Really smart, put together, “elite” families think ahead, plan well, and set up systems and habits that help them accomplish their day to day tasks.
We are not a smart, put together, “elite” family. We tend to push on and endure the growing chaos until things reach a crisis point and either my wife or myself goes to the other and declares (typically with some panic and passion) that it is absolutely certain that massive disaster and possibly a trip to a padded room are right around the corner unless something is done to fix the situation.
The Learn by Crisis Method
To date we have more or less stumbled from crisis point to crisis point in this fashion. Along our stumbling way we have learned a few things that might be worth sharing. The most important thing we have learned is that creating, implementing, and sticking with a routine is absolutely essential to both sanity and creating a life of adventure.
This may seem odd, because we live a life where our routine is constantly disrupted by both internal and external forces, but perhaps for this very reason we have discovered how valuable routine is.
The “Free Time Trap”
For most of my life I thought that the way to adventure and an interesting life lay in rejecting routine of any kind. The ultimate goal was to create “free time”, unrestricted and unassigned hours that could then be employed in doing whatever cool and nifty stuff that I felt like doing. What I quickly discovered was that I had an unlimited capacity to destroy this free time. Either the free time never actually happened because I needed to use it to beat back chores or other duties that had reached a crisis point, or when it did happen I had a depressing talent for frittering it away sitting around doing nothing while wishing that I had gotten my act in gear earlier and done the necessary planning to go camping or hiking or fishing or something.
It took me longer that it should have, but eventually it slowly began to dawn on me that the more of a routine I developed and practiced that would address and handle the day to day stuff, and the more I made a routine out of accomplishing the bigger important stuff, the more time I would have to do the big important stuff I wanted to do and the more likely I would be to use the time I had in doing things instead of thinking about doing things.
Necessity is the Mother of…Routine
Ultimately, instead of learning this lesson by being smart I had to learn this lesson by necessity and disaster. With six kids in the house the only way we can maintain any semblance of order and accomplish anything is through creating and enforcing some daily routines.
Here are three things we have learned about the importance of creating routines, those daily processes that we go through every day to handle the mundane, day to day stuff, and that we use to tackle the bigger, and more important projects.
1. Routine makes the day to day stuff automatic. There are certain things that have to be done every day and every week to just keep things going and life on track. Dinner needs to be made, dishes washed, laundry done, floors swept, etc. If you don’t create a repeatable process to address these realities they will only get worked on when they reach crisis level. Takeout food will become routine, the dishes will only be washed when the sink overflows, laundry happens when the dressers and closets are empty, and the floor only gets swept when the carpet starts creating topsoil. Creating a routine that addresses these daily and weekly needs means that they are accomplished somewhat automatically, and that frees up time and energy to do the more important stuff.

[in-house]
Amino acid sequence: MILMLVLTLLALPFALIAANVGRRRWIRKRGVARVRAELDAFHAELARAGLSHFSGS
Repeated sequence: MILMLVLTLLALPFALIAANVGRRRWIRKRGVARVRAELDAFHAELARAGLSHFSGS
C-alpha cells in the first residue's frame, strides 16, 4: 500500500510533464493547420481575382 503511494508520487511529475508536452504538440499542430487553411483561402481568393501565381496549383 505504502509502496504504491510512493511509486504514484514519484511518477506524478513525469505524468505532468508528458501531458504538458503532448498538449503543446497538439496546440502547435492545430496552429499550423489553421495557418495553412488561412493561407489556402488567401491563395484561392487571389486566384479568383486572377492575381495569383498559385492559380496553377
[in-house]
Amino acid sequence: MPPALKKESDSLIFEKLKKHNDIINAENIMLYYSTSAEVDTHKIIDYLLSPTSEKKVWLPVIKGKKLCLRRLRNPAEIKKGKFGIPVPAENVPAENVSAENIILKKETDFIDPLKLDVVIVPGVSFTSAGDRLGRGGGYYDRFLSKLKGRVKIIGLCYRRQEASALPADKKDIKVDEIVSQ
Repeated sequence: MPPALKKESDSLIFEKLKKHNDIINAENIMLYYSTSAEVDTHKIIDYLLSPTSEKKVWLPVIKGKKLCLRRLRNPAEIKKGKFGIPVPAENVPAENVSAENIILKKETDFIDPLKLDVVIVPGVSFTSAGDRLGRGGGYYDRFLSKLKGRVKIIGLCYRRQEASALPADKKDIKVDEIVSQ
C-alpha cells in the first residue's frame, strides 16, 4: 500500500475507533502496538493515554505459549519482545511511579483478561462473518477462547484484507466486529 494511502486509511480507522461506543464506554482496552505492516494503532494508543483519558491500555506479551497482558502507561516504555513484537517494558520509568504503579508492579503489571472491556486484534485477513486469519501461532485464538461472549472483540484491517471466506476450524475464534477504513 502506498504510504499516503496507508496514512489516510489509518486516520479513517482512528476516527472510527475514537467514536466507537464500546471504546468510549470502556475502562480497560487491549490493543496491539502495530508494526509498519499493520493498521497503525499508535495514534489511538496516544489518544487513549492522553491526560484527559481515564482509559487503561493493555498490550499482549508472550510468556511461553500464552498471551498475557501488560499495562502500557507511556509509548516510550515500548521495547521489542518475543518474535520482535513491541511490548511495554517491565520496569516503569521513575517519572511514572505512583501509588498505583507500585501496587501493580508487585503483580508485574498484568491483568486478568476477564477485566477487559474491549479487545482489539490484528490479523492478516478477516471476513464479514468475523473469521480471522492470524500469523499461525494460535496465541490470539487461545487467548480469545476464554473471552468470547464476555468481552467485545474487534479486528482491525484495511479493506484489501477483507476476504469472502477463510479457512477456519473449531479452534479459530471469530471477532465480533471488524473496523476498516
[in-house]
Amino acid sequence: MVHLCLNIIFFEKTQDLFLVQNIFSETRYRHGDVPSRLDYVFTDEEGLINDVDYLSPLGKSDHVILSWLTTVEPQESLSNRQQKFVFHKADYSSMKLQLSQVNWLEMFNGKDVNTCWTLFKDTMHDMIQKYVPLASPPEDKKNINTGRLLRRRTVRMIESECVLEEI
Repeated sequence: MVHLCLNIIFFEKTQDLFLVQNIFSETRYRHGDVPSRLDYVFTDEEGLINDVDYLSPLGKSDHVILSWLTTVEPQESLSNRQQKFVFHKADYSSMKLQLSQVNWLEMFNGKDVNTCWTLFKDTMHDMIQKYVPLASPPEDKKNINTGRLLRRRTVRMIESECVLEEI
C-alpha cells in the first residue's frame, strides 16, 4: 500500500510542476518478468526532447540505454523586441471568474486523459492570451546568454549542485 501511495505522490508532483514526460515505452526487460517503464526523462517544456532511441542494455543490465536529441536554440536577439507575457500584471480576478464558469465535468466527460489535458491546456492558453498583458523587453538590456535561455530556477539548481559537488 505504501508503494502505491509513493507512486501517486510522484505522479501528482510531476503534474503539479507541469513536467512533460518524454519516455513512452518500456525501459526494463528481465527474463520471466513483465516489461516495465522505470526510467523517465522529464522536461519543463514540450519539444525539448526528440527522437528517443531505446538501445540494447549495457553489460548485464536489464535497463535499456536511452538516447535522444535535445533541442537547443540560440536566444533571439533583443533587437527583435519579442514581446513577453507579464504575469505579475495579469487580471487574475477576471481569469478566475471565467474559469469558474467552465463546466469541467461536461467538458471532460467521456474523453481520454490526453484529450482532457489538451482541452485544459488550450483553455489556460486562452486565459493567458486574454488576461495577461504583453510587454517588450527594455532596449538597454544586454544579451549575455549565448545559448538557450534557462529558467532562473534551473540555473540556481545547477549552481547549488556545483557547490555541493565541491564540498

2. Routine creates a process and framework for accomplishment. Once the recurring chores and tasks of daily living are addressed by routine it’s time to focus energy on accomplishing the bigger and more important things in life. Past all of the urgency there are important things that need to be done that have more lasting value. Children need to be trained to be successful adults, gardens need planned and planted, important projects need to be completed, and adventures need to be dreamed up and planned. Creating a routine to address bigger projects means developing a habit of regularly talking about, planning for, and working on the important things in life.
3. Routines establishes an order that makes adventures more noticeable. Adventures are adventures precisely because they are unordinary and outside the regular routine. You have to have a regular routine, so that when an adventure comes you can notice it for what it is! Here’s an example from our life.
Not so long ago going out to eat was extremely unusual for us. It might happen 5-6 times a year. It was outside the routine, so when we did go it was a big deal, an adventure!
Recently our work has meant that we travel a lot, and we eat at restaurants so often it’s, well, routine. It’s no longer an adventure, and sometimes we are all pretty happy to be back home and have real food.
It’s the contrast with routine that makes adventures adventures, and the bigger the contrast, the more intense the adventure. The more you create a solid routine, the more interesting things will be when you deliberately (or accidentally) do something different.
Build Some Routines
Work on creating and sticking with some routines. They will make the day to day stuff automatic, create a process and framework for accomplishment, and will help make your adventures in life more noticeable!